Bidirectional linking with Contentful

Contentful is a Content Management System (CMS) that is incredibly easy to set up and use. It comes with APIs (JS, Ruby, Java, Python, ….) that allow us to deliver content as well as to manage content. It also provides easy ways to import/export data from other data sources such as WordPress.

In one of my journeys recently, I was looking for a CMS that would allow our engineering team to store and manage content via APIs and would also allow non-technical users (subject matter experts on the content itself) to modify the content without having to go through a complicated process. We decided on Contentful and were able to create our desired content structure very easily.

Over time, we realized that our content was growing and we had 3 content types with hundreds of entries each and they all had a many-many relationship with each other. How would we establish these relationships among them in Contentful?

This article deals with how we solved this problem using custom code to do the mappings (and more) for our needs. Some familiarity with Contentful is necessary to understand the examples below.

For the purpose of this article, I’ll simplify this use case with a popular example: Blog Posts and Authors.

Let’s say we have a Blog Post (“My Rails Article On Medium”) and it has one author (“Maximus Mallya”).

So, if we create the above Blog Post and create Maximus Mallya as the author using the Create New Entry and Link option, we could look up Maximus Mallya and it would show that the associated Blog Post would be “My Rails Article…”. Bidirectional relationship achieved.

Mission accomplished, right?

The Blog Post view showing Maximus as the author
The Author view showing “My Rails Article..” as the associated Blog Post
However, our content types are complex entries having over 30 properties (descriptions, links, resources etc.) each. These could not all be created up front and had to be created separately. Hence, our need was to link all these entries to each other after they were fully created.

To take the above Blog Post example, let’s say that our blog post has 3 authors (Maximus Mallya, Piper Mallya and Krueger Mallya). What if each of these Author content types had 15 properties and had to be created separately? In such cases we would need to do the following:

  1. Create the Blog Post (“My Rails Article On Medium”)
  2. Create each of the 3 Authors (Maximus, Piper, Krueger). Populate all the properties associated with each Author.
A Blog Post and 3 Authors created

3. Link the Blog Post to the 3 authors manually

4. Visit each Author and link back to the Blog Post (example: Link Krueger to the Blog Post)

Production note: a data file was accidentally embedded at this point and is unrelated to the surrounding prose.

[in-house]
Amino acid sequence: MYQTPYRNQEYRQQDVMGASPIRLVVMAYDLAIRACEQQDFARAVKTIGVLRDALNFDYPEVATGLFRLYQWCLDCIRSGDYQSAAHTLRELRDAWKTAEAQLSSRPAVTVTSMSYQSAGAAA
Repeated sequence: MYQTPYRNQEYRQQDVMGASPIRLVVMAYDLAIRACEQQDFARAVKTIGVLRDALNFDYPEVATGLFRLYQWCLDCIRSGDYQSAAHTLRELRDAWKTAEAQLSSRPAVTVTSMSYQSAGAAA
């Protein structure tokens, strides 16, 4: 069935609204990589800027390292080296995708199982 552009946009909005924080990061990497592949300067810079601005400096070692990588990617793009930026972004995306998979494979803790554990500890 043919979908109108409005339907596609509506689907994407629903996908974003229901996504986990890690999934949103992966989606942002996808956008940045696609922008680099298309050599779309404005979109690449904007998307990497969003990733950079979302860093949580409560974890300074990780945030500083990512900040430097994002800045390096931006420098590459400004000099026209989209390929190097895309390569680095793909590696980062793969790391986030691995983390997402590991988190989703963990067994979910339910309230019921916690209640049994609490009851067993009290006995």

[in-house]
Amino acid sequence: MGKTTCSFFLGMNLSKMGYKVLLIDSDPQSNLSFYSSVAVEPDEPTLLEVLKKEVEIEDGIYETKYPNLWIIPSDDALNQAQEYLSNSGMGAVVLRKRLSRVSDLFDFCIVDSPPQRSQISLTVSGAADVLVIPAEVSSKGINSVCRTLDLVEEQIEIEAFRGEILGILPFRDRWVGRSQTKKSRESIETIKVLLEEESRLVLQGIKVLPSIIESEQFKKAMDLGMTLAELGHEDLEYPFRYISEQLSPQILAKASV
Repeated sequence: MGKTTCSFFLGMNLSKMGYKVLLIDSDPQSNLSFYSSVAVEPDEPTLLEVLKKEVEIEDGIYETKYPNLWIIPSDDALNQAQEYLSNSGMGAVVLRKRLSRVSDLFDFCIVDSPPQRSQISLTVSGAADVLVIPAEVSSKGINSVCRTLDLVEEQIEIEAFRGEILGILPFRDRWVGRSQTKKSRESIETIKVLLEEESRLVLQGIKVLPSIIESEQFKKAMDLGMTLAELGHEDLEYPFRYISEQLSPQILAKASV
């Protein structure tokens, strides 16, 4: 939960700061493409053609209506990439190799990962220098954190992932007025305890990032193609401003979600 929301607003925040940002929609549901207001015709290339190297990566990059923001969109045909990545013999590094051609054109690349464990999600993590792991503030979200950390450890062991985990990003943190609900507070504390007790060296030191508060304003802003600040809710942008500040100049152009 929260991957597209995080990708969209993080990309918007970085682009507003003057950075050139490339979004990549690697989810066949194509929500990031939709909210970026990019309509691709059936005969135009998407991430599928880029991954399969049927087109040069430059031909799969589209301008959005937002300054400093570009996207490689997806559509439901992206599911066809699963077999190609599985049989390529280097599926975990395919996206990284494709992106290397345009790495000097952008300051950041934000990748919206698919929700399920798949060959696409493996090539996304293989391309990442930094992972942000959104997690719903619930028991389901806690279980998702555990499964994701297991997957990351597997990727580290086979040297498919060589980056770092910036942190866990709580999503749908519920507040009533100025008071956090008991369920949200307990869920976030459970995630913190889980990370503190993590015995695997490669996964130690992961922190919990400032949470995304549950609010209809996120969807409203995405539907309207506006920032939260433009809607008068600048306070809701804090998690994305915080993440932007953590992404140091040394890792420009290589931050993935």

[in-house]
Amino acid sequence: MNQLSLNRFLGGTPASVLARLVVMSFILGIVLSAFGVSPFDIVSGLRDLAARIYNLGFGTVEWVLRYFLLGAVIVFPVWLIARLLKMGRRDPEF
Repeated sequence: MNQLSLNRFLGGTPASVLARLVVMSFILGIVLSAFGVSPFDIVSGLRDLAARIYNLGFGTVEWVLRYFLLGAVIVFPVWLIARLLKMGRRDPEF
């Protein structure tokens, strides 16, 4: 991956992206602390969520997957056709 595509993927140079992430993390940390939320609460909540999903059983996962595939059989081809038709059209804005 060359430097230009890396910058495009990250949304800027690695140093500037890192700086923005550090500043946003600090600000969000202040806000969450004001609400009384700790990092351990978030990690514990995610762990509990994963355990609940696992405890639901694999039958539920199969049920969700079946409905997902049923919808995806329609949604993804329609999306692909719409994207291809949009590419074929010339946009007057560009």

As the number of blog posts and authors grows, the above process can become tedious and is prone to human error. Also, what if the same author gets added multiple times?

Solution: We can write a simple program in Ruby (or in any other language) that does the following:

  1. Fetch the Blog Posts and associated Authors and create a hash (blog_post_author_hash)
  2. Fetch the Authors and associated Blog Posts and create another hash (author_blog_post_hash)
  3. Iterate over the blog_post_author_hash and check whether the entries match with the ones in author_blog_post_hash and if not, invoke the Content Management API to create a new link from the Author to the Blog post.

The code to iterate over the blog posts and extract the authors would look like the snippet below.

Tip: In my example above , I am fetching 2 levels of data and also looking to fetch up to 300 entries (the default is 100). This is just to show how to fetch more data than normal and should be used with care as it can take a performance hit. You can use pagination as the number of entries grows.

I’ll leave it to the reader to actually create the hashes and do the comparisons. Once you find the mismatches (for example: If Author “Piper Mallya” is not associated with the Blog Post), you can programmatically add a Link to the Blog Post in Piper Mallya’s entry.

Let’s say that Piper’s Entry id is 5QJRButh9CqGGo0A6qOWYY and the Blog Post id is 5EpIDhwwbSgMUWuIcEyg2a. With this information, you can use the Content Management API as follows:

Create a new link for this relationship between Author and Blog Post
Fetch the entry for the Author
Extract the array of associated Blog Posts (might be a good time to check for duplicates too)
Add this blog post to the array
Update the Author Entry
Publish the Author Entry
Update: Contentful has an experimental graphql implementation that supports back references. You can check it out at:
In conclusion: We were able to eliminate weeks of extra effort of mapping the various A → B and B → A relationships, identifying duplicates and unassociated entries (orphans) and validations, by using the simple solution above. In the future, as CMS linking processes improve, these solutions might not be required.